Every university is established with unique objective and purpose; and to achieve those, universities are given autonomy to take the best suitable decision. In his reply to a question related to the new UGC Notification and ongoing JNU controversy in the Rajya Sabha, even the Minister of Human Resource Development has asserted that JNU has autonomy for taking policy decisions to preserve its unique character. Power of maximizing choice is one way to define autonomy, and by reducing the number of students per teacher, this UGC notification reduces choice of universities in terms of taking students, which is nothing but erosion in the autonomy of universities. The universities maximize choices not by totally rejecting the general rules but by adopting them with mutatis mutandis. But the new UGC notification does not give enough space for mutatis mutandis so far as scholar-teacher ratio is concerned, as a result of which, numerous practical problems with potential of jeopardising day to day functioning of universities may arise in near future.

Though universities are primarily meant for teaching and research, certain universities/departments within a university are established exclusively for research purpose. Under the new scheme of scholar-teacher ratio, the teachers of research university/department would have less work load in comparison to their counterparts in teaching universities/departments. In addition to this, research universities/departments is not only producing quality research but also cultivating/nurturing research spirit in scholars which requires long term engagement. Therefore, universities like JNU and TISS have integrated M.Phil./Ph.D. programmes. But the implementation of the new notification in letter and spirit would stop promotion of students from M.Phil. to Ph.D., resulting in harming research scholars in particular and research in general.

In search of better opportunities and convenience, teachers often move from one university to another university, even at the cost of joining at lower rank. The present notification would prevent such teachers from supervising students according to their previous capacity who would be joining at lower rank. In extraordinary circumstances, which might arise due to resignation, termination or death of supervisor, the implementation of the notification would mean that scholars would have to wait for new supervisor unless other teachers have vacancy.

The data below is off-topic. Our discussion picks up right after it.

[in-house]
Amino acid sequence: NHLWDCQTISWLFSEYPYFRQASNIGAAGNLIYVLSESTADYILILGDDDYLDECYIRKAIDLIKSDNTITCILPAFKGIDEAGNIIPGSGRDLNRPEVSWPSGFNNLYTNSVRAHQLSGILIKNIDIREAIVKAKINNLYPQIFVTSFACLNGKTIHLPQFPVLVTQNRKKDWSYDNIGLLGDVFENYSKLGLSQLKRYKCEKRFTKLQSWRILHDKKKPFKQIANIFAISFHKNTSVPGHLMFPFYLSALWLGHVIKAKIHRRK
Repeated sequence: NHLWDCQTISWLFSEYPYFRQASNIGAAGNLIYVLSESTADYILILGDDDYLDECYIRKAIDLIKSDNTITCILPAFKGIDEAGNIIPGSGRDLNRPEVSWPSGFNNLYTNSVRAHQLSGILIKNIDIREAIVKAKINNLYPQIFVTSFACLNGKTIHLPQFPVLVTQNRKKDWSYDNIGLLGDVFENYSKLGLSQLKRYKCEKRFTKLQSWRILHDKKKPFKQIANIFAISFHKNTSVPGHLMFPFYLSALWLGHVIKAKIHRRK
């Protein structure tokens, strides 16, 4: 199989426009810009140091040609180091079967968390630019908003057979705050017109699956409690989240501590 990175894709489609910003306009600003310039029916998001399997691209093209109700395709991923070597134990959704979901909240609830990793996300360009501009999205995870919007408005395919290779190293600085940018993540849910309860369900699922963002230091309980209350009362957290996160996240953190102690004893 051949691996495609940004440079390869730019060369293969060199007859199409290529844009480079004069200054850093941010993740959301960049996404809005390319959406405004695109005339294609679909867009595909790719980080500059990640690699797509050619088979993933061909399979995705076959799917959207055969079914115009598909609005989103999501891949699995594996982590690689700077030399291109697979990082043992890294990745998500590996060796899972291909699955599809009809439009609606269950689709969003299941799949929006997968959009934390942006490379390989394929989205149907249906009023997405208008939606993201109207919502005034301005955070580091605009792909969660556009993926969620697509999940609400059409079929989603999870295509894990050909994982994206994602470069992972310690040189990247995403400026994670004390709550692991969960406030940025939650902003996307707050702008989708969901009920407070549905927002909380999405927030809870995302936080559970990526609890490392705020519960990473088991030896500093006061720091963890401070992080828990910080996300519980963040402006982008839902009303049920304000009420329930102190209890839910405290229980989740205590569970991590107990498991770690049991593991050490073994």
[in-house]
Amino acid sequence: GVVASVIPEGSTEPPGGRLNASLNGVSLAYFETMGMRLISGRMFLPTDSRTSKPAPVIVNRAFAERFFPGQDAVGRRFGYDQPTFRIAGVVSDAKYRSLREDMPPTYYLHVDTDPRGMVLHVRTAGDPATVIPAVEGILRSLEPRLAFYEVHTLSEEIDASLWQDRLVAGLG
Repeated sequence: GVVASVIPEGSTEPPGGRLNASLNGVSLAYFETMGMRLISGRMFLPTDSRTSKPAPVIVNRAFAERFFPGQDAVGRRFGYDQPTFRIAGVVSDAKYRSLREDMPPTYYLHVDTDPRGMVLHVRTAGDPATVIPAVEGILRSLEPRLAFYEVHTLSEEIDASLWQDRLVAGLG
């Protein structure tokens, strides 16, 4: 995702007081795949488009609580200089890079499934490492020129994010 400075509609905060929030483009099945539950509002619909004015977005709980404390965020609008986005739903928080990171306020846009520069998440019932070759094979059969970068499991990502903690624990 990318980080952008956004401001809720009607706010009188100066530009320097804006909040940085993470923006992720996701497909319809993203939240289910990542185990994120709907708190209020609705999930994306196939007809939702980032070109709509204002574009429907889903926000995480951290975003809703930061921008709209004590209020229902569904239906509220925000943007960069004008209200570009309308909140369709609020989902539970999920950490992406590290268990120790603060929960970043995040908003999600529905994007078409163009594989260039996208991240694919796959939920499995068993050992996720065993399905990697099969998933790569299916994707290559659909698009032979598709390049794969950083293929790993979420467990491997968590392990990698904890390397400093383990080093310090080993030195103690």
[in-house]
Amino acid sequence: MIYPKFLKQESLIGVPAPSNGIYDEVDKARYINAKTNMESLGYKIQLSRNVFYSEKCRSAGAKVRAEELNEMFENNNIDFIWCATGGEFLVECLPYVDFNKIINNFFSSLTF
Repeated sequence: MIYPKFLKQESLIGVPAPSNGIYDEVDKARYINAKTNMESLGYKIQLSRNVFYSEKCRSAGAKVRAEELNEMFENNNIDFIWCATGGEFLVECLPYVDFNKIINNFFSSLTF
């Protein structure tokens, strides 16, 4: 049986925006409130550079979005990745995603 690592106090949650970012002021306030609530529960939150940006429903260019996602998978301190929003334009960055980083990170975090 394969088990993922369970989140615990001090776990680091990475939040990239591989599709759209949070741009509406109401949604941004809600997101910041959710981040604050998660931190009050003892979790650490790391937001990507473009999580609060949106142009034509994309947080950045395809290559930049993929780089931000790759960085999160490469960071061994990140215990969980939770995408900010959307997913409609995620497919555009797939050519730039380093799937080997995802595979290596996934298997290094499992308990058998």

Undermining Social and Cultural Factors in Productivity and Quality 

For improving productivity of universities and producing quality research, the current UGC Notification excessively relies on the technical and mechanical aspect of research. But nowadays, there are studies, which show how productivity and quality also depend on social, cultural, historical, psychological, environmental, and ecological factors. In addition to these factors, incentive, fairness, equity, self-confidence, self-esteem, non-discrimination, and exposure to global research are also motivating factors on which productivity and quality depend. But the new UGC Notification is categorically silent over these factors.

The exclusive dependency of the UGC on standardization of teacher-scholar ratio for quality and productivity having potential of seat cut is sending a wrong signal to the large section of society (lower caste groups, women, differently-abled & sexual minority), whose participation has seen spectacular rise since the implementation of Mandal-2 in higher education. The Mandal-2 was implemented by increasing size of cake in central universities, as a result of which it has opened opportunities for every section of society in higher education. Now students from these communities are vehemently opposing the notification with the perception that it is an attempt to kicking away the ladder.

Conclusion

In conclusion, it can be argued that on pretext of improving productivity of universities and quality research, the ongoing attempt of the UGC to standardization of research in Indian universities is nothing but painting every university/department with the same brush. However, it is a well-established fact that one size does not fit all. This issue might create massive discontent in university campuses across the country. Such a situation would create chaos in university campuses and would further destroy quality and productivity.

The UGC must realise that as enshrined in the Fundamental Duties of Indian Constitution, achieving productivity and quality in every sphere of life including research is a shared/ collective responsibility of every citizen/section of the Indian society. It is not the responsibility of Indian state or a particular machinery of Indian government alone. Therefore, the UGC must consult every stakeholder before the implementation of the new notification, so that the present crisis can be solved.

Bio:
Arvind Kumar is Research Scholar at the Centre for Political Studies, JNU, New Delhi and Guest Faculty of Political Science at Satyawati College, University of Delhi.

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Read the latest issue of Cafe Dissensus Magazine on ‘Urdu in Contemporary India: Predicaments and Promises’, edited by Fahad Hashmi, Independent Scholar, Delhi, India.